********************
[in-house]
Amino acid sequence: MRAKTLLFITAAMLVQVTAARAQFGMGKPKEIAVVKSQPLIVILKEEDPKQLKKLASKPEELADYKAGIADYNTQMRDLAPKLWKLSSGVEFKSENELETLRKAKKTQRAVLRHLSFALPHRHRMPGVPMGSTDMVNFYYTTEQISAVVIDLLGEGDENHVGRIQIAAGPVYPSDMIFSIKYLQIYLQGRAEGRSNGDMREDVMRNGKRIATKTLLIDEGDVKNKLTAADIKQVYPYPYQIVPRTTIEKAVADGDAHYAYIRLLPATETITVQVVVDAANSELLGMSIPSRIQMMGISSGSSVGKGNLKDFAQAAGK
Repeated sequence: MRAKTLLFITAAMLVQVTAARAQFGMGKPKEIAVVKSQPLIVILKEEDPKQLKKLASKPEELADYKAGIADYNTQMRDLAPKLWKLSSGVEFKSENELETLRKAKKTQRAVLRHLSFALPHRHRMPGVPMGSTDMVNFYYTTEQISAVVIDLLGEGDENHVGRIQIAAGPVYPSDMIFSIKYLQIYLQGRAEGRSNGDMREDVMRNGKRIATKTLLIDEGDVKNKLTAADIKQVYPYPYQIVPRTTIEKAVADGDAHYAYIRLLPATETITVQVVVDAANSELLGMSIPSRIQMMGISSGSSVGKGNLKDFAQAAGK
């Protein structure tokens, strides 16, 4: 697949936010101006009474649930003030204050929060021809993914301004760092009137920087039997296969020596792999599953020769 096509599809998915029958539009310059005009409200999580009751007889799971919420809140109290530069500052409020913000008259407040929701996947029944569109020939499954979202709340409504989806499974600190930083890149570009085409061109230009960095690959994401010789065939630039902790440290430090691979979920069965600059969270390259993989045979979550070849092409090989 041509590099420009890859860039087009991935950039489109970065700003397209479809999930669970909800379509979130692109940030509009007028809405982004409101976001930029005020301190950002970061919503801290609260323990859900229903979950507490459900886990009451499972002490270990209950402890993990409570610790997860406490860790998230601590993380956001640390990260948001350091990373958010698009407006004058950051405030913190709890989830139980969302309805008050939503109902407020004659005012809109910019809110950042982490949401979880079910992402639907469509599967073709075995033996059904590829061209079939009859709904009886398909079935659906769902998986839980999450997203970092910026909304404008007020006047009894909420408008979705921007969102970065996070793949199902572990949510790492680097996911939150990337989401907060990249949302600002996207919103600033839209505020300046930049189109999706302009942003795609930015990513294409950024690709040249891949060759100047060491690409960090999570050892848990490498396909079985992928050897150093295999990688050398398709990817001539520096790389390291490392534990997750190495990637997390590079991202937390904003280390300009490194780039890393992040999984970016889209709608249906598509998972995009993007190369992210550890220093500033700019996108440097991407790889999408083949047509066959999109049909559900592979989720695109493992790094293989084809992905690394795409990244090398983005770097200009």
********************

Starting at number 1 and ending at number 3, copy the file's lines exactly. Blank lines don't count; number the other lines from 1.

[in-house]
Amino acid sequence: MRAKTLLFITAAMLVQVTAARAQFGMGKPKEIAVVKSQPLIVILKEEDPKQLKKLASKPEELADYKAGIADYNTQMRDLAPKLWKLSSGVEFKSENELETLRKAKKTQRAVLRHLSFALPHRHRMPGVPMGSTDMVNFYYTTEQISAVVIDLLGEGDENHVGRIQIAAGPVYPSDMIFSIKYLQIYLQGRAEGRSNGDMREDVMRNGKRIATKTLLIDEGDVKNKLTAADIKQVYPYPYQIVPRTTIEKAVADGDAHYAYIRLLPATETITVQVVVDAANSELLGMSIPSRIQMMGISSGSSVGKGNLKDFAQAAGK
Repeated sequence: MRAKTLLFITAAMLVQVTAARAQFGMGKPKEIAVVKSQPLIVILKEEDPKQLKKLASKPEELADYKAGIADYNTQMRDLAPKLWKLSSGVEFKSENELETLRKAKKTQRAVLRHLSFALPHRHRMPGVPMGSTDMVNFYYTTEQISAVVIDLLGEGDENHVGRIQIAAGPVYPSDMIFSIKYLQIYLQGRAEGRSNGDMREDVMRNGKRIATKTLLIDEGDVKNKLTAADIKQVYPYPYQIVPRTTIEKAVADGDAHYAYIRLLPATETITVQVVVDAANSELLGMSIPSRIQMMGISSGSSVGKGNLKDFAQAAGK